I think every person should be able to search their hearts for that answer and not have it thrust upon them by anyone.
            For me, I think wanting to be left alone to live my own life in any circumstance (not just outing people) is probably selfish. But I’m still working out how wide the community I reach out to must be to be apart of the world without my immediate life being lost in ‘the cause’ – where the space of ‘unselfish’ is.
            I have a partial blog post on it on drafts. Perhaps it’s time to flesh it out.
            Thanks for your thoughtfulness.

  4. Would Jesus tell a gay that he was not loved? Never.

    That is what I model my attitude on…the unconditional, sometimes misunderstood, love of Christ.

    Government hates not having control of things…even who we love. It’s sickening.

  5. We’re all people. We all have feelings and love with our whole hearts. That’s what matters. Not who we choose to love. Everyone is equal and those who discriminate based on that sickens me.

    1. We are all people but that doesn’t mean we all like each other or have to care about what others want. I don’t believe in gay marriage because it’s how I was raised and it’s been the social norm forever for me it’s not a religious thing, it would be like asking me to accept Incest marriage. Even though both of those would not affect me personally I would not support them. Having said that do you support other forms of alternative love because if the answer is no or I don’t care then now you understand.

      Lastly that is a myth that everyone is equal. We are not equal in terms of abilities or even the law(example laws typically punish men more severely then women for the same crimes) I could cite numerous other example..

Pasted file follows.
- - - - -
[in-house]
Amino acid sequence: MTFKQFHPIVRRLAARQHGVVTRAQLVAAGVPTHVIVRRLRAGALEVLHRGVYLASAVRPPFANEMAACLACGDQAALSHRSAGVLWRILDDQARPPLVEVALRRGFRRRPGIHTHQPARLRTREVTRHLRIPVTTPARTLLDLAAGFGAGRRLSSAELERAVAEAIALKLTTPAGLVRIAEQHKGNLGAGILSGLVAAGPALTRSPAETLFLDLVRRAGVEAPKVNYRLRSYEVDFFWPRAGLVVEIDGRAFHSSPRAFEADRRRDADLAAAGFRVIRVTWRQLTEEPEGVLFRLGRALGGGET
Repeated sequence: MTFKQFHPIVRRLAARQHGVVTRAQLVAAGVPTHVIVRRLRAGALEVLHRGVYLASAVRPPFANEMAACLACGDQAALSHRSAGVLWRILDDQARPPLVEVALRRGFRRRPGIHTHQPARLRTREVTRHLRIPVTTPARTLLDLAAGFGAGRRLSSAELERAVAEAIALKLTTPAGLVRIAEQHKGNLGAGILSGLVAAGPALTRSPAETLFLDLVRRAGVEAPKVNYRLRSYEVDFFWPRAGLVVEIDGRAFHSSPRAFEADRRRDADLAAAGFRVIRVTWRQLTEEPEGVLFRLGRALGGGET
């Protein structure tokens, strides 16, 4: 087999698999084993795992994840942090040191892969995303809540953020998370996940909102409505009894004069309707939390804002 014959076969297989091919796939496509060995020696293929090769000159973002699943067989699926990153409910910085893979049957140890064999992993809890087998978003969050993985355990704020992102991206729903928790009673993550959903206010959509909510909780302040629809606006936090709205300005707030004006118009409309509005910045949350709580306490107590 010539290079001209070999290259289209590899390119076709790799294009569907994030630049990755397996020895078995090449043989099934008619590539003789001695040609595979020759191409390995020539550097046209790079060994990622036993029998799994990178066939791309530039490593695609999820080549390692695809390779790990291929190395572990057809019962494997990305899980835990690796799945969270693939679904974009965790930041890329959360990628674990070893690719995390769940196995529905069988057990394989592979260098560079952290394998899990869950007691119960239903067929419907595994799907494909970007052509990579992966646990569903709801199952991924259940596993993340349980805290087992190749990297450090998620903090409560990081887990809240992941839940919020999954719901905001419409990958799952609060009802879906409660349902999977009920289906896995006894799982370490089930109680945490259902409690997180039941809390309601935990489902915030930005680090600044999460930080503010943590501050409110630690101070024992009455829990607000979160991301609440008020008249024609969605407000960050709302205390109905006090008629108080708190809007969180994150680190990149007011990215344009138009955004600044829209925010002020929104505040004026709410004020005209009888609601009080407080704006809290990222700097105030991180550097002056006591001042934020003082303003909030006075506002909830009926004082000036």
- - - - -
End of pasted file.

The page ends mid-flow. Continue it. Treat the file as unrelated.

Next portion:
6. I disagree. If that were true then the LGBT should be supporting Polygamy, Adult Incest couples(they exist), Bestiality(once again they have groups who view animals as partners not sex toys and even if people were just using animals as sex toys how is it any worse since we kill,eat,use them for entertainment,use them in experiments, keep them in cages and use them in dangerous occupations(police,military)), Prostitution, legalize all drugs..I could go on..and in every example I used there will be people who oppose it for one reason or the other. I don’t support gay rights because I have no reason too and also I feel gay rights is infringing on other peoples rights by forcing their sexuality on others.

    1. My friend got all excited about legalizing Gay marriage here in Nevada and was stunned when I said I opposed it. ” Why?” She asked. Because it’s excludes me. But you CAN legally marry a woman. But what if I don’t want to. What if we Love each other and I just want to get her health benefits, or legal rights? I use the “Two people in Love” argument all the time. We should have “rights” too. So what if I Love someone and want them to join my other wives. We Love each other that’s the standard right? But she is 12. Is that all right? Which is actually pretty old for a dog but we need health insurance for her.
      Where do we draw the line without excluding someone? Some folks have relationships with dolls and furniture.

      1. In the cases that you’re listing (underage, animals, etc.) it’s a question of legally being able to give informed consent to something. People who are underage are not able to sign a legally binding contract, neither are animals. It rather precludes them from being able to be married. The “slippery slope” arguments are the same ones that were given by people who didn’t want to allow interracial marriage too. Happily for us, we can see that they’ve failed to materialize.